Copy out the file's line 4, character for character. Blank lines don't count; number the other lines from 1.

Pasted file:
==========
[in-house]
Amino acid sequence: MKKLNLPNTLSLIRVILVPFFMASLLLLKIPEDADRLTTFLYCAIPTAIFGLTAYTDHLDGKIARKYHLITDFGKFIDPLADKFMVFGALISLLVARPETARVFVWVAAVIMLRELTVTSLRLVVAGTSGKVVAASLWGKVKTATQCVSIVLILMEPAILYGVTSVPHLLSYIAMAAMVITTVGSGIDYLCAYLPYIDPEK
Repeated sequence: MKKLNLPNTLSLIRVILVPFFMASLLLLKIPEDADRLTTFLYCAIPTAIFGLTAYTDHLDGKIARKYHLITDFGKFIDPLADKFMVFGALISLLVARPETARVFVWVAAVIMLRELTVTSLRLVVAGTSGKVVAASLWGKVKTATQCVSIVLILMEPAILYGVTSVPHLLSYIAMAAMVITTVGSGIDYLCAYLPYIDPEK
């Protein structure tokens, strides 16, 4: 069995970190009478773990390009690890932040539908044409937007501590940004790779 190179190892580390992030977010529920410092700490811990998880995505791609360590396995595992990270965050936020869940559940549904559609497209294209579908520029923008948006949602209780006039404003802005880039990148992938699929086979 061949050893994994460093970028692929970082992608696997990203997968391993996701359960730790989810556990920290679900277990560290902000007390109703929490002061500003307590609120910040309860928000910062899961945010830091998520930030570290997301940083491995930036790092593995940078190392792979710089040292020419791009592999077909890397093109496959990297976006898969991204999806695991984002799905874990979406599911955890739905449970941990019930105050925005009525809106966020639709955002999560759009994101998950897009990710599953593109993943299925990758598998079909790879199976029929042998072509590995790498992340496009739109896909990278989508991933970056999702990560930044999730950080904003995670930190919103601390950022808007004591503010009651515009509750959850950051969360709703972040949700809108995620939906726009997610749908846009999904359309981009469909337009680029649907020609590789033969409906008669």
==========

């Protein structure tokens, strides 16, 4: 069995970190009478773990390009690890932040539908044409937007501590940004790779 190179190892580390992030977010529920410092700490811990998880995505791609360590396995595992990270965050936020869940559940549904559609497209294209579908520029923008948006949602209780006039404003802005880039990148992938699929086979 061949050893994994460093970028692929970082992608696997990203997968391993996701359960730790989810556990920290679900277990560290902000007390109703929490002061500003307590609120910040309860928000910062899961945010830091998520930030570290997301940083491995930036790092593995940078190392792979710089040292020419791009592999077909890397093109496959990297976006898969991204999806695991984002799905874990979406599911955890739905449970941990019930105050925005009525809106966020639709955002999560759009994101998950897009990710599953593109993943299925990758598998079909790879199976029929042998072509590995790498992340496009739109896909990278989508991933970056999702990560930044999730950080904003995670930190919103601390950022808007004591503010009651515009509750959850950051969360709703972040949700809108995620939906726009997610749908846009999904359309981009469909337009680029649907020609590789033969409906008669």